After a day centred around the milestone Rafale handover to the Indian Air Force, topped off handily with a flight in the IAF’s first Rafale jet, Indian defence minister Rajnath Singh today continued his official engagements in France with a visit to Safran’s engine building facility (formerly Snecma) in Villaroche near Paris. The minister was given the usual protocol briefings by Safran executives on the company’s many proposals for India — chiefly a near collapsed venture to rescue the Indian DRDO’s Kaveri jet engine with a techno-financial infusion from Safran.
According to the original plan, Safran, which manufactures the M88 turbofan engines on the Rafale, was to partner with DRDO to fix all problems with the struggling Kaveri engine and bring up to the mark for fitment on India’s Light Combat Aircraft and future air platforms. This partnership was to be part of the offsets obligations under the 2016 Rafale deal, under which the companies that contribute to the Rafale’s major systems (Dassault, Thales, MBDA and Safran) have to plow back nearly Euro 4 billion back into India. While the other three already have structured plans on how they will comply with the offset obligations, recent reports suggest Safran’s partnership proposal with DRDO on the Kaveri has turned out to be unworkable for financial reasons — chiefly that the scope of work would mean DRDO forking out most of the cost of the revival.
To be sure, the terms of the proposed Safran-DRDO joint effort were ambitious, and had been on for at least a year before the Rafale was declared winner in India’s collapsed MMRCA contest. The Rafale deal provided the financial framework for the joint enterprise. Safran was to step in with offsets dollars and technology to modify, certify and integrate the Kaveri engine on a Light Combat Aircraft airframe before 2020, with a later clause in the partnership mandating modifications on the Kaveri for a twin-engine configuration on India’s AMCA fifth generation fighter concept, followed by an altered non-reheat version for the Ghatak UCAV.
Livefist can confirm that the Indian defence minister was briefed about the Safran-DRDO partnership proposal in general terms today, but no mention was made about where things currently stand. While talks between Safran and the DRDO have apparently reached an impasse over cost and the modalities of execution, it is clear that any next steps will require a political decision to move forward.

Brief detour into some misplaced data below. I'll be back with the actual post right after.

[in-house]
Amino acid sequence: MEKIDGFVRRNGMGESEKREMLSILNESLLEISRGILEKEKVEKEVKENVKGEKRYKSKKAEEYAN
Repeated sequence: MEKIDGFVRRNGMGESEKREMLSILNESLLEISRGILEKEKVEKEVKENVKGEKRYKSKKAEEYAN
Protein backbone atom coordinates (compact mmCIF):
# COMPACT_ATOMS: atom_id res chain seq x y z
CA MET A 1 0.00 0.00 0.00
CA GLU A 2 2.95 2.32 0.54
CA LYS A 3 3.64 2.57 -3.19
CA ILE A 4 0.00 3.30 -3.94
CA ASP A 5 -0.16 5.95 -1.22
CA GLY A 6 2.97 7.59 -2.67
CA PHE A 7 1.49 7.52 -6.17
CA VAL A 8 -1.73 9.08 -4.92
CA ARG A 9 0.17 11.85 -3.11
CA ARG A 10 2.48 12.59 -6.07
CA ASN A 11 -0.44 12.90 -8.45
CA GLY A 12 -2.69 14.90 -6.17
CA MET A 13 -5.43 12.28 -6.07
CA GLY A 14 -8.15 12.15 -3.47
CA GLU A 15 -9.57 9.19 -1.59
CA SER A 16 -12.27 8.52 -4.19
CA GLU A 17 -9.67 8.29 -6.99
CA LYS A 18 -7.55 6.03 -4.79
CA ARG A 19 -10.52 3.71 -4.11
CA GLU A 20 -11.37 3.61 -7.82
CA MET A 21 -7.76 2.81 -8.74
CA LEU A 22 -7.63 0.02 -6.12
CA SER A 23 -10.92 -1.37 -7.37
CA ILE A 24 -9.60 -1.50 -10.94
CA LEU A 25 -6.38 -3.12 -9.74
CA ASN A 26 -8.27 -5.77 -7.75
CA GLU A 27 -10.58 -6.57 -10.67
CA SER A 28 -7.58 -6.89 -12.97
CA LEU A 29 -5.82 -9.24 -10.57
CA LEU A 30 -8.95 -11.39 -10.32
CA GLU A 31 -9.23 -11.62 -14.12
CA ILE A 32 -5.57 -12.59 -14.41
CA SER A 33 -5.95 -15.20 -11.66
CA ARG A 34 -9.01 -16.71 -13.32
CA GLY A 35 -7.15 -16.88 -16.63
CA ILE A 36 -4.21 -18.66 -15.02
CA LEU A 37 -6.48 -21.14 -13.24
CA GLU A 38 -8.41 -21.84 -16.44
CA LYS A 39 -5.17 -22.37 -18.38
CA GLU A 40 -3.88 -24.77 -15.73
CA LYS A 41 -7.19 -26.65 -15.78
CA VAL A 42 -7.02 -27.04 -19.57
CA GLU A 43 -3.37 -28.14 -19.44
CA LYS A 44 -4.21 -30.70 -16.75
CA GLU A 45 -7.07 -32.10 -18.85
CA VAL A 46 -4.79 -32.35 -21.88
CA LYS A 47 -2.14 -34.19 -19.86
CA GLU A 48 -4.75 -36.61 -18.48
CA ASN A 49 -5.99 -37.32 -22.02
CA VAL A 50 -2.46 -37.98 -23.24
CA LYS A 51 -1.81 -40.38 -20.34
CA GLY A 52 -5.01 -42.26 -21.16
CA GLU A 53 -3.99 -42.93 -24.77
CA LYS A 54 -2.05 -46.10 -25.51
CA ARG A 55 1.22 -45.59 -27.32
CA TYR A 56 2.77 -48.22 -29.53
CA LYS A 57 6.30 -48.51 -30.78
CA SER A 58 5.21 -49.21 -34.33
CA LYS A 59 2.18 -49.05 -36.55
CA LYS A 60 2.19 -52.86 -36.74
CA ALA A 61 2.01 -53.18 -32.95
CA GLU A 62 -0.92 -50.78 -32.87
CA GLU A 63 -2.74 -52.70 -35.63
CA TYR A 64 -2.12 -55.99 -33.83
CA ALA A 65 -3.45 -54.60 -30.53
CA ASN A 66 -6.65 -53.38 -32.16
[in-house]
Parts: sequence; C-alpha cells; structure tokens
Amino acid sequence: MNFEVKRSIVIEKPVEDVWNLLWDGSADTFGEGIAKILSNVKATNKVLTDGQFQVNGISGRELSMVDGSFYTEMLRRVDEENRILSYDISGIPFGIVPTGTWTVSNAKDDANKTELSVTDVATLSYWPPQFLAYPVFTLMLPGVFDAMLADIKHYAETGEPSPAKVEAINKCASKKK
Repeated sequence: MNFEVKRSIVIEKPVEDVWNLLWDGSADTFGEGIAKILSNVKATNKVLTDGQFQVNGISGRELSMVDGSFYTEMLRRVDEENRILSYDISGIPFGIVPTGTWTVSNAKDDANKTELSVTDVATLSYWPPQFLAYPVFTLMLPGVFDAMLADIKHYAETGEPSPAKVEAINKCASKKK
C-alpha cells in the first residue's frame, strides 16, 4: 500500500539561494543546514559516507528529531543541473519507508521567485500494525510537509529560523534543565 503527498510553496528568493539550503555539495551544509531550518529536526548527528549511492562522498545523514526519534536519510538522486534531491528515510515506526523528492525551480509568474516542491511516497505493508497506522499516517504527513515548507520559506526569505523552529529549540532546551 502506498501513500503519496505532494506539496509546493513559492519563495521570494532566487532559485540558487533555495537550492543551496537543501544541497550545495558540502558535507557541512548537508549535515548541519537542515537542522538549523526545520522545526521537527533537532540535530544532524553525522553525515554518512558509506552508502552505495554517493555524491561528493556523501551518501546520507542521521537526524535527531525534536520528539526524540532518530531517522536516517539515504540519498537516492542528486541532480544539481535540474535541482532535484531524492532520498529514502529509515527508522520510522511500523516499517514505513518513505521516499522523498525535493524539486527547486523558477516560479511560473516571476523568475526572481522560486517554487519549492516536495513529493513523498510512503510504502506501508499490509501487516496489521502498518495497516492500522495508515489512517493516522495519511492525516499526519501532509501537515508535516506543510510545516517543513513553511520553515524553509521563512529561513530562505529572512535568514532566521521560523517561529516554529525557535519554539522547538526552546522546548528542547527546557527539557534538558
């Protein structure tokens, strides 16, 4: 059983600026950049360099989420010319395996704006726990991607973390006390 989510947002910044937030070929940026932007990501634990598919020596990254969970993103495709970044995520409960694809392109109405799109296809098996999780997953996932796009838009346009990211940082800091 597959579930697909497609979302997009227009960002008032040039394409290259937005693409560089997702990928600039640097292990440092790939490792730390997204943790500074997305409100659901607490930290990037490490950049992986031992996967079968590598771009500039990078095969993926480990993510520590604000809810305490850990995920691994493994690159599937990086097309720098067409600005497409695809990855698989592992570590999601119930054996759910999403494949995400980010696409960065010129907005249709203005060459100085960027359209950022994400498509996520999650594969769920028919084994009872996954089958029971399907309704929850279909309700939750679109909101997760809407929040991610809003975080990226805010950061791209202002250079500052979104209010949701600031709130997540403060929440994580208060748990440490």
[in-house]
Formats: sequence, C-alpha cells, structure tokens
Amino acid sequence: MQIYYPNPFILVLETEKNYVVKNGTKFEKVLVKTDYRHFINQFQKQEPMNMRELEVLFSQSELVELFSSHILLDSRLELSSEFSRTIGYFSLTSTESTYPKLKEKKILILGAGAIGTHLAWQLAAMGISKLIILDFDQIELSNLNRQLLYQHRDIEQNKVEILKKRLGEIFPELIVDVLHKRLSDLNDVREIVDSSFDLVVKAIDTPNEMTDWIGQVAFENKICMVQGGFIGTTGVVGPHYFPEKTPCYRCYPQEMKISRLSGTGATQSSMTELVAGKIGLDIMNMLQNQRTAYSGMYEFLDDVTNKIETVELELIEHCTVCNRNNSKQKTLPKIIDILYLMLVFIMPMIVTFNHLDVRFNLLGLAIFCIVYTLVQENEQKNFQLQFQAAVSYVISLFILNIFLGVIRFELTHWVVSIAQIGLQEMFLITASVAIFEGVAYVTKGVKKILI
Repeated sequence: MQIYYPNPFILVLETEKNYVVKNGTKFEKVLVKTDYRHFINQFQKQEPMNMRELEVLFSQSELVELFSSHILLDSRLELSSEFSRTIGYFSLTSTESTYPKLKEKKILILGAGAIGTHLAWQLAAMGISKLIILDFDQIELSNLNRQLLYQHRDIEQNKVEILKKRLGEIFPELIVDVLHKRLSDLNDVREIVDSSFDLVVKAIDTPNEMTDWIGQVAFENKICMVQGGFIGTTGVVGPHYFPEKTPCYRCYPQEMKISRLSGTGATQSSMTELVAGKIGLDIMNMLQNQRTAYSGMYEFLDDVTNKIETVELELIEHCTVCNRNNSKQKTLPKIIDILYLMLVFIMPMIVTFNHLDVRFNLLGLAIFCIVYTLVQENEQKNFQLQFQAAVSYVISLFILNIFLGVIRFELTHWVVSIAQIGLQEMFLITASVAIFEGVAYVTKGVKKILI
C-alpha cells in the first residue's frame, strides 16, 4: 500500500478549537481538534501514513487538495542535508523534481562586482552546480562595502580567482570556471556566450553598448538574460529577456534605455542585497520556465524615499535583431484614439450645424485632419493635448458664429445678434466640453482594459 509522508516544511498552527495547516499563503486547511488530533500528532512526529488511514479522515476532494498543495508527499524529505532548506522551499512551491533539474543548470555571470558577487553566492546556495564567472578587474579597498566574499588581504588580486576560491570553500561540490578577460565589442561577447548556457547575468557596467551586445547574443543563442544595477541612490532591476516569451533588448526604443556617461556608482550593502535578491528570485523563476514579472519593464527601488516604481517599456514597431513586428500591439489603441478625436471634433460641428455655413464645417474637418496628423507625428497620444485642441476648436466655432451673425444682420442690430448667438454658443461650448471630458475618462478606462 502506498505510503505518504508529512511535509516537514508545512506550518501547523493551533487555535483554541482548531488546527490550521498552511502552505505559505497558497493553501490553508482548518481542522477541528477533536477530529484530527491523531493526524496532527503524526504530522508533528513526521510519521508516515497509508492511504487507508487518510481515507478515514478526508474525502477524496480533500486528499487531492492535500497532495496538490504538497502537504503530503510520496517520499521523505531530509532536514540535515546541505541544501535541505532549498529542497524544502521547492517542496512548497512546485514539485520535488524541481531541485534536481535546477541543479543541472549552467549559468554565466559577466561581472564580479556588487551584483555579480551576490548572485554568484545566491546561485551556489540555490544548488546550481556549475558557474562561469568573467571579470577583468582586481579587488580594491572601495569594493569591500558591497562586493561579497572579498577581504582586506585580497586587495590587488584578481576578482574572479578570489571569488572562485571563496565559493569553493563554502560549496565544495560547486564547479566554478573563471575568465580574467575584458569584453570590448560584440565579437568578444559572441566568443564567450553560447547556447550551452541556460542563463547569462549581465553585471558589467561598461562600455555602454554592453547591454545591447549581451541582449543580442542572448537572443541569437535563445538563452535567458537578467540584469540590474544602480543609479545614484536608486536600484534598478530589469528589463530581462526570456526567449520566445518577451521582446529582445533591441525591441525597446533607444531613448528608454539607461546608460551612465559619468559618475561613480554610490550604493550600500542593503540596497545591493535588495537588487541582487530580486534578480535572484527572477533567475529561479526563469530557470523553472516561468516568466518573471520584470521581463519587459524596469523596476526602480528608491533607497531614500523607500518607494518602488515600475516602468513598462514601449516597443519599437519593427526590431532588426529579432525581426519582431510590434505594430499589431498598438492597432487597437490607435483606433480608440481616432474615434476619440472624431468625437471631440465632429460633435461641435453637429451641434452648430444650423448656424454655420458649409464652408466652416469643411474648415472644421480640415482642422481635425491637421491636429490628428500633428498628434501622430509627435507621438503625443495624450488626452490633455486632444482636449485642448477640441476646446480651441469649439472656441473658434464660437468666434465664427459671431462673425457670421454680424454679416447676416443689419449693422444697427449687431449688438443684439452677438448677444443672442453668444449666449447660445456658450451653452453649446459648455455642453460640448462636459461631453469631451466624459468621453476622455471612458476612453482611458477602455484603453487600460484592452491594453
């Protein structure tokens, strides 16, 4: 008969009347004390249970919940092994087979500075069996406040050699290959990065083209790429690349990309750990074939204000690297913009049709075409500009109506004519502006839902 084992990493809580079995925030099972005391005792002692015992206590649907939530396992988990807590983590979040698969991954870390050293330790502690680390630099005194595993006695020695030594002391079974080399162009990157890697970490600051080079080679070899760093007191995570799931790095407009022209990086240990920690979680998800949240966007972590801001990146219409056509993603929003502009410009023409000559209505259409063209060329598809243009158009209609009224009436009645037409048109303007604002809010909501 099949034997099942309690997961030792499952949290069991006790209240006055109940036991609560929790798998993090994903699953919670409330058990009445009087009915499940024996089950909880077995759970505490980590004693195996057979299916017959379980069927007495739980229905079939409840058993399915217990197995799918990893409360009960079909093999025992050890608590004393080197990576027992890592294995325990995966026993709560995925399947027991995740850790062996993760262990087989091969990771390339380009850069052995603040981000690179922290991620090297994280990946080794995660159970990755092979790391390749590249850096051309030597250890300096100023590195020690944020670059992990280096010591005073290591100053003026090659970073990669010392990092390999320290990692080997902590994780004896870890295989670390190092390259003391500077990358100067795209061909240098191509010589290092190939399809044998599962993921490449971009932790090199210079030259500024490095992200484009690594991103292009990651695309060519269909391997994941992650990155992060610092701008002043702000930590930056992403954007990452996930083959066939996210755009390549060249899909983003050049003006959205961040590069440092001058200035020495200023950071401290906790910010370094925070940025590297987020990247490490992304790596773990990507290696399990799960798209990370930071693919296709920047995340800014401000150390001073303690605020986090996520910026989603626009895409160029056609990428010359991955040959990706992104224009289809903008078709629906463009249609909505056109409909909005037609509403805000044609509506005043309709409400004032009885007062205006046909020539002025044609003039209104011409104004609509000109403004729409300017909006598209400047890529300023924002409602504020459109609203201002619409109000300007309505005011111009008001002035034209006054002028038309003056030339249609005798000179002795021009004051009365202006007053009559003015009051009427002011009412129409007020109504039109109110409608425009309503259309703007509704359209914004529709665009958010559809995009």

In a presentation to the visiting Indian defence minister Safran CEO Olivier Andries said, “India should provide an attractive business environment and not terrorise us with its tax and customs rules.” He also shared plans for the company to invest $150 million towards training and maintenance of the engines that will power the IAF’s Rafales.
Defence Minister Rajnath Singh and his delegation also took part in the second India-France Ministerial level Annual Defence Dialogue with a French delegation led by France’s Minister for the Armed Forces Florence Parly yesterday.
The Kaveri engine, still displayed without fail at every Indian defence-trade show, has remained idle for most purposes for at least three years. In 2017, Livefist reported on how a mysterious noise during high power trials was the latest in a string of ailments that bedeviled the program. Earlier this year, in an inevitable decision, Livefist confirmed that the Kaveri engine’s development had been officially de-linked from the AMCA and LCA Mk.2 (Medium Weight Fighter) programs, with both jets be powered (at least in the development phase) by the GE F414 turbofan engine.
It’s official: India’s Kaveri jet engine won’t power the future AMCA fighter or the Medium Weight Fighter, confirms @DRDO_India. The team does hope to see it power an aircraft and spin off a marine engine version though. #AeroIndia2019 pic.twitter.com/TZ4vY01bZ5
— Livefist (@livefist) February 21, 2019
The Kaveri’s struggles have been a defining and oft-criticised thread running through the DRDO’s efforts at making the Indian Air Force self-reliant in the crucial domain of aero engines.
Former Indian Navy chief Admiral Arun Prakash, a war decorated fighter pilot, said in a series of tweets earlier this year, “Myopic if MoD & DRDO don’t realize that the future of India’s aeronautics industry is linked to the success of the Kaveri. Any price is worth paying, if someone can help make it deliver 9 kN+. Would open endless possibilities and put us ahead of China, still struggling for an engine. The Kaveri has been under development by DRDO for 33 yrs now. Enough time lost. We must stop trying to re-invent the wheel & leap-frog in time by borrowing or buying a reliable core (M-88?). We must also acquire metallurgy & other badly needed technology by paying for it. Success of Kaveri would have meant huge loss of business to engine makers worldwide. No prizes for guessing why it has languished for over 3 decades. But still not too late to infuse latest technology and design LCA Mk 2 & AMCA around it. Kaveri could be a star of ‘Make it in India’.“
Apart from the Kaveri, the DRDO is also developing a mini-turbofan engine to power its Nirbhay long range cruise missile. HAL is also testing a 25KN engine HTFE-25 to power small aircraft and possibly drones. The DRDO itself is understood to have envisaged a fresh 110KN turbofan engine project to succeed the Kaveri, such as it is. But without channels of urgent technology to fix what has crippled the program from meeting requirements for over three decades, it is unclear what the DRDO’s next steps will be. Aircraft are — and must be — designed around engines, not the other way round.